I've seen The Public Enemy at least three or four times now, but it's one of those movies that's always worth watching again. Since my most recent viewing came right after a documentary on gangster films, I've noticed a few things about this movie that I hadn't paid attention to on earlier viewings. In particular, I find the movie even more interesting now because I'm able to put it into proper historical context.
The Public Enemy was one of the first and most influential gangster films of the sound era. Released during the Depression, it provided audiences with a means of escapism that was relevant to their own lives. Tom Powers, thanks in large part to Cagney's performance, is a charismatic and even likeable character, to the point where moments such as the famous grapefruit scene which remind the audience how corrupt he truly is seem jarring. Part of what makes me, as a viewer, want to watch The Public Enemy again and again is that Tom is presented as being a regular guy, the product of a violent and twisted environment who has more or less the same goals as anyone else. He tries to do right by his mother, he competes with his older brother, and he values his independence; granted, he also shoots people for a living, but the character is so relateable that it's almost easy to overlook that minor detail.
It's very important that audiences can connect with the main character because of the violent nature of the film. Had Tom been played by a different actor, the violence may have felt gratuitous, but Cagney portrays Tom's motivations so clearly and the world that he lives in is so precisely rendered that each shot feels necessary. As a Pre-Code film, The Public Enemy had a lot of leeway as far as graphic bloodshed goes, but I don't feel that director William A. Wellman abused that freedom. According to the documentary, he did have to fight to keep the now-iconic final scene, in which Tom's body is left to fall forward into the hallway as soon as his brother Mike opens the door, but I think the fact that this scene in particular is still embedded in the public consciousness over 70 years later is proof that the censors were wrong. It isn't violent for the sake of being violent, such as Scarface, for example, which was made at the same time but held up by censors for two years according to This Distracted Globe. Rather, I think that the final scene of The Public Enemy is violent because it needs to be in order to dramatize the end to which every criminal will invariably meet. Of course, in real life justice often isn't served, but I don't think that audiences would have stood for such a lapse in fiction. Because Tom Powers was such a charismatic character, his death had to be gritty and hard to take, in order to make certain that the audience knew in the end that he was a terrible person.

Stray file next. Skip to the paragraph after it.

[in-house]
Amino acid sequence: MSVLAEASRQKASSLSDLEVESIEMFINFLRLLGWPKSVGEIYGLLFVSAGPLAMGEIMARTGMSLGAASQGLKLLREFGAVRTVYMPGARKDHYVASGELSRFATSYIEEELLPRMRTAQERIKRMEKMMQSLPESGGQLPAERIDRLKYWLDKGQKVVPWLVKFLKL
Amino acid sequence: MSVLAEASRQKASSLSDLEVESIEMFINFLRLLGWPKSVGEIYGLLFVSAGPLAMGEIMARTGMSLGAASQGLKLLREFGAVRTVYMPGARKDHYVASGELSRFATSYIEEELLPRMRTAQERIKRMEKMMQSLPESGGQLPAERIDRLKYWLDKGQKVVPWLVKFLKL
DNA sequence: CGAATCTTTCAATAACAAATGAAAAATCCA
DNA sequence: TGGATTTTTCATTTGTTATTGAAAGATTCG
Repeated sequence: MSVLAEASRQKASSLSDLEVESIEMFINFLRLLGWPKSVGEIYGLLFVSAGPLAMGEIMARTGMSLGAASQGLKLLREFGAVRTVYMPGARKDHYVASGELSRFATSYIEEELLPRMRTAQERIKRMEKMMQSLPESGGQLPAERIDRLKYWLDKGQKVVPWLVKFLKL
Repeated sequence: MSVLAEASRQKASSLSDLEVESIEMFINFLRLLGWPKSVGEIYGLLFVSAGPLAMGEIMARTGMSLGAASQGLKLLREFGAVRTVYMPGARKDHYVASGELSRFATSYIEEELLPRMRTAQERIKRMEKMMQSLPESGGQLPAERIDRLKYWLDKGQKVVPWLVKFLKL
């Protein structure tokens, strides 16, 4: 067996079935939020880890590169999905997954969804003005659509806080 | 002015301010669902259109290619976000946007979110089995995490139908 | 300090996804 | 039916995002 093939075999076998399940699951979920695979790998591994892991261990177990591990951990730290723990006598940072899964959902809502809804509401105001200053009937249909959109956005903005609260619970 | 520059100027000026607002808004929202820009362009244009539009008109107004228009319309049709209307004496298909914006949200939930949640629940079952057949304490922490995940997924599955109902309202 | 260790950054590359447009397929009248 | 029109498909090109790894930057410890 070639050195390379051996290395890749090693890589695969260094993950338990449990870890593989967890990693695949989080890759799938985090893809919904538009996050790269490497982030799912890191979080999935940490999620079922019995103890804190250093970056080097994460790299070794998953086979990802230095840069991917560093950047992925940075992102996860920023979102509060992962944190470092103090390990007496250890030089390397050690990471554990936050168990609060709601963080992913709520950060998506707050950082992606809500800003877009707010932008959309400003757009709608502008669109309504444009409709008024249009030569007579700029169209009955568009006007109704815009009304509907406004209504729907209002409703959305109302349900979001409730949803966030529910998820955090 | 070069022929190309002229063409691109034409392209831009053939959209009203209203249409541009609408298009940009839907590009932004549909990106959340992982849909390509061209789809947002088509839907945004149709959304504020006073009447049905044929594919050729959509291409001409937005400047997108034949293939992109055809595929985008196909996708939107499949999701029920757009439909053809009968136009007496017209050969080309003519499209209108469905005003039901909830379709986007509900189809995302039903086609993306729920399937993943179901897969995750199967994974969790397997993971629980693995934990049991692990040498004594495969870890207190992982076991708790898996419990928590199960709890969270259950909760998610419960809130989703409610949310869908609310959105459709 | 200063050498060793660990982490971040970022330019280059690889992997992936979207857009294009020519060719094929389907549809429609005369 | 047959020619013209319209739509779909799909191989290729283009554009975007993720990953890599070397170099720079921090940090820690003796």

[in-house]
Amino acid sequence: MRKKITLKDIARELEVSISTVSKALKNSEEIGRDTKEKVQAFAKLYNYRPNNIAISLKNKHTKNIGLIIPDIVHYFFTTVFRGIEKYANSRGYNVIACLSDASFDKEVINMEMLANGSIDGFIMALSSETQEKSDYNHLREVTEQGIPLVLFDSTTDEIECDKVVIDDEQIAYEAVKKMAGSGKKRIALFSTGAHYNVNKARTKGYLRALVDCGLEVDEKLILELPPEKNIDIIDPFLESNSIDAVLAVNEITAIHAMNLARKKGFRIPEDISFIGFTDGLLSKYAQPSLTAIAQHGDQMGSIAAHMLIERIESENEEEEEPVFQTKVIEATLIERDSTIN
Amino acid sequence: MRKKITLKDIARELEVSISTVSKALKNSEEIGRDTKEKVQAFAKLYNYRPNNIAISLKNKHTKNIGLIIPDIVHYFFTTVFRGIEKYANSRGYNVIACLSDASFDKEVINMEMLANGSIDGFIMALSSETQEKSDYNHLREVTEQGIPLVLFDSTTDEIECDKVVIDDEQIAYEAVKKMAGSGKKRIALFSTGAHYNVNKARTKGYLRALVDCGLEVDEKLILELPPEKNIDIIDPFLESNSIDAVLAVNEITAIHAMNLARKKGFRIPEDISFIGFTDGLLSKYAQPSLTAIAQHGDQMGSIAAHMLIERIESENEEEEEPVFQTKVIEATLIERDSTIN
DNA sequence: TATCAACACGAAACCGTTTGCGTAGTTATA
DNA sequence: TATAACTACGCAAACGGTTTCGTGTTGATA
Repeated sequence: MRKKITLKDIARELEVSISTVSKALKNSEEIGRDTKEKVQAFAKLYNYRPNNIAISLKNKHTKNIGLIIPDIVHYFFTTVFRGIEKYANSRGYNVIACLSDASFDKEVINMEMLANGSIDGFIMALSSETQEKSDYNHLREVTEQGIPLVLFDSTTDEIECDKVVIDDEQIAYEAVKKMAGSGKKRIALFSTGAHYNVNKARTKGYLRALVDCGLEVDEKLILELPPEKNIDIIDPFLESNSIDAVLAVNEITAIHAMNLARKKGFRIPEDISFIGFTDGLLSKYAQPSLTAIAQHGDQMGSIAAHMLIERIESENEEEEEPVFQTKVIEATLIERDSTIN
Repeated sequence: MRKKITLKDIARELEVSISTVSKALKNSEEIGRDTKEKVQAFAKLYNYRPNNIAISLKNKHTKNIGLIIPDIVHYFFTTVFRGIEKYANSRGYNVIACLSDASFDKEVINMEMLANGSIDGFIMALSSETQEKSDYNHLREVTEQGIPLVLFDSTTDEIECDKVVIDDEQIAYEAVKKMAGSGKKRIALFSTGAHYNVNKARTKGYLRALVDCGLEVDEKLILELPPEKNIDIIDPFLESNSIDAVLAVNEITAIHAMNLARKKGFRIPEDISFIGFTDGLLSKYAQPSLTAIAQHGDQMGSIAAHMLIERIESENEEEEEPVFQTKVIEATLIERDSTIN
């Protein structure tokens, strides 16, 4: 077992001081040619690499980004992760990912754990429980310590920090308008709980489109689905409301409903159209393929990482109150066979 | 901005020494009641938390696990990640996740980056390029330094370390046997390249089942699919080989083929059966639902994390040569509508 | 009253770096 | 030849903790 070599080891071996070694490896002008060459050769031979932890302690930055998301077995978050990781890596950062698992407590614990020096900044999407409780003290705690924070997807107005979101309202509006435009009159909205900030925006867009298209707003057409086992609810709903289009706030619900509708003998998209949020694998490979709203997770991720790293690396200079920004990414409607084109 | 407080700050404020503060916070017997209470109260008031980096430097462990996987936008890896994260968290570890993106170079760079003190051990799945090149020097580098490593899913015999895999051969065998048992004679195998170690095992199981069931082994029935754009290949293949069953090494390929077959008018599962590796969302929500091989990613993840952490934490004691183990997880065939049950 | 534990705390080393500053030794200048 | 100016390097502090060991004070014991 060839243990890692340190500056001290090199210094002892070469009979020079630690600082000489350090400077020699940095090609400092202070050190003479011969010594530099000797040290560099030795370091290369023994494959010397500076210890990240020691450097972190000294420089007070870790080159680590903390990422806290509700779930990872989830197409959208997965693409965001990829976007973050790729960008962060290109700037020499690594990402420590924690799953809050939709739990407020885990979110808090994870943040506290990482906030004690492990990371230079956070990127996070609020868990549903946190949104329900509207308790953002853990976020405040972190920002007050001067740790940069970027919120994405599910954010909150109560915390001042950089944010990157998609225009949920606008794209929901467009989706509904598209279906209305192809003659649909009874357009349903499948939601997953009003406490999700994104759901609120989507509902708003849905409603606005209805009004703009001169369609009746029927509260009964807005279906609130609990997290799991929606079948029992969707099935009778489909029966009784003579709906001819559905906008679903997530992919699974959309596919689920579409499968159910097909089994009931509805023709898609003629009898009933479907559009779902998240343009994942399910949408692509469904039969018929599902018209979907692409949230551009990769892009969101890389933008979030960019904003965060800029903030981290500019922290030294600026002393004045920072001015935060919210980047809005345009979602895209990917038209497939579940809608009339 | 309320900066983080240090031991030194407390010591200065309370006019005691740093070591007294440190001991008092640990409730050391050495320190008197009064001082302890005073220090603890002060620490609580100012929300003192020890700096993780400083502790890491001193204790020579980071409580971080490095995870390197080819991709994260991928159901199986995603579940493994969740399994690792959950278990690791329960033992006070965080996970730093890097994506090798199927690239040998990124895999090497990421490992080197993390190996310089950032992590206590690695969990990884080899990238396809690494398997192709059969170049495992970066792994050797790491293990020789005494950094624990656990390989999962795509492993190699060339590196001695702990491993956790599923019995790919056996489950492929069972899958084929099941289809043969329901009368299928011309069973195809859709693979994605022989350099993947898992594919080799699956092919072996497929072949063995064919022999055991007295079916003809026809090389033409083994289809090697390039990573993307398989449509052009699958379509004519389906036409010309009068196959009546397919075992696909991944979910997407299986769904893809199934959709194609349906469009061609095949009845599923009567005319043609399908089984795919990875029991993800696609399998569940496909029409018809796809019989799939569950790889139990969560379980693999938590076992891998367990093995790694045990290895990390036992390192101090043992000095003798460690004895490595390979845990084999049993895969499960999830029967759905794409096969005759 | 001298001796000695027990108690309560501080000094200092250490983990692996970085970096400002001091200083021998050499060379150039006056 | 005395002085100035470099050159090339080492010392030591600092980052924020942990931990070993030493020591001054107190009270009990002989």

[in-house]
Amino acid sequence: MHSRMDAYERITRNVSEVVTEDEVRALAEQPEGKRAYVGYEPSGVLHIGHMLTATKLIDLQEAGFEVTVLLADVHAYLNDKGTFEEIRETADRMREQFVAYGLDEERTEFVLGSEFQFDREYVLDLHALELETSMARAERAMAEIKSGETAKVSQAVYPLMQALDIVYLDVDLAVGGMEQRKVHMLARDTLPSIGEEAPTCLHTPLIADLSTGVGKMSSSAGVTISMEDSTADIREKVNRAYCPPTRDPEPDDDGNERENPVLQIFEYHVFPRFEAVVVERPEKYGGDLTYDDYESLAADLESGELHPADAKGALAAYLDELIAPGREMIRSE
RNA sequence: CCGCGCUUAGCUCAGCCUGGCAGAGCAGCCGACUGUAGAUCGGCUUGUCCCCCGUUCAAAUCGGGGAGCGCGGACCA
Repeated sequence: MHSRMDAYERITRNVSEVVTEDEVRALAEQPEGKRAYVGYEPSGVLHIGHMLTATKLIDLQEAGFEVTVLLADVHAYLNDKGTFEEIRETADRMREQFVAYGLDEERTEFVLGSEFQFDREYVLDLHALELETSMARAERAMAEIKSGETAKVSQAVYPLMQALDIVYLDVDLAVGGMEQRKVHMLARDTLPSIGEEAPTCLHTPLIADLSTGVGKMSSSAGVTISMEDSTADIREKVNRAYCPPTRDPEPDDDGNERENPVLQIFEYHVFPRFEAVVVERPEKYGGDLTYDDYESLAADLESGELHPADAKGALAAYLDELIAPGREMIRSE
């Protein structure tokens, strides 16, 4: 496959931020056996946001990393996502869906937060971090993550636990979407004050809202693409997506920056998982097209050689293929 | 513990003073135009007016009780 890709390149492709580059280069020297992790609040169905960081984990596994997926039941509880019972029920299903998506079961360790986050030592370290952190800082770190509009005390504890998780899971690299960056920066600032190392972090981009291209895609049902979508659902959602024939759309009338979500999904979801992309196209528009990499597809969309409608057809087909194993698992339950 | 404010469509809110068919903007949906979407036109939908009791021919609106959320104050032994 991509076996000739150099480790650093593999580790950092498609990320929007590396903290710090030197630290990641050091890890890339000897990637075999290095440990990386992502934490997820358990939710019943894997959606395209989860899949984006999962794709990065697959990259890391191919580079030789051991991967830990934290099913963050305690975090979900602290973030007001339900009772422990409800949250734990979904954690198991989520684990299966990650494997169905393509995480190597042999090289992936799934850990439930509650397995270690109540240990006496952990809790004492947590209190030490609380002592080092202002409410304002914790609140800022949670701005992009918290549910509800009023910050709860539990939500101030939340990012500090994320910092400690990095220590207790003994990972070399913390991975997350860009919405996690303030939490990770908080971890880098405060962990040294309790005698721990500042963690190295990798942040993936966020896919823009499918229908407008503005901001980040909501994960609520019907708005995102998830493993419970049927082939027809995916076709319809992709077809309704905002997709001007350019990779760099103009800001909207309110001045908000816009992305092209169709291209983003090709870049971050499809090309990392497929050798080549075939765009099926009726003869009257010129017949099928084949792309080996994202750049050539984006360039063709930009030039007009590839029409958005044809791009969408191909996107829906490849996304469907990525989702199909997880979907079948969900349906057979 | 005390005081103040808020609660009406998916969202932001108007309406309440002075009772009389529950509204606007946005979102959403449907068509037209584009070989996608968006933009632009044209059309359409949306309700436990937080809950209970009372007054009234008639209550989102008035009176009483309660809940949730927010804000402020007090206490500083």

Of course, not every filmmaker had the luxury of such a forceful ending. Tomorrow (well, tonight if I'm being precise) is the first screening in Rowan's Honors Film Series, and it just so happens to be a gangster film made under the Production Code. I'm going to take advantage of this excellent timing to take a look at On The Waterfront.
The Public Enemy (1931). (2008). IMDb. Retrieved October 22, 2008, from Internet Movie Database Web site: http://www.imdb.com/title/tt0022286/
Valdez, Joe. (29 August 2006). Scarface. from This Distracted Globe: http://thisdistractedglobe.com/2006/08/29/scarface-1932/. retrieved October 22, 2008.
Wellman, W. A.(Director). (1931 April 23). The Public Enemy. Warner Bros. Pictures.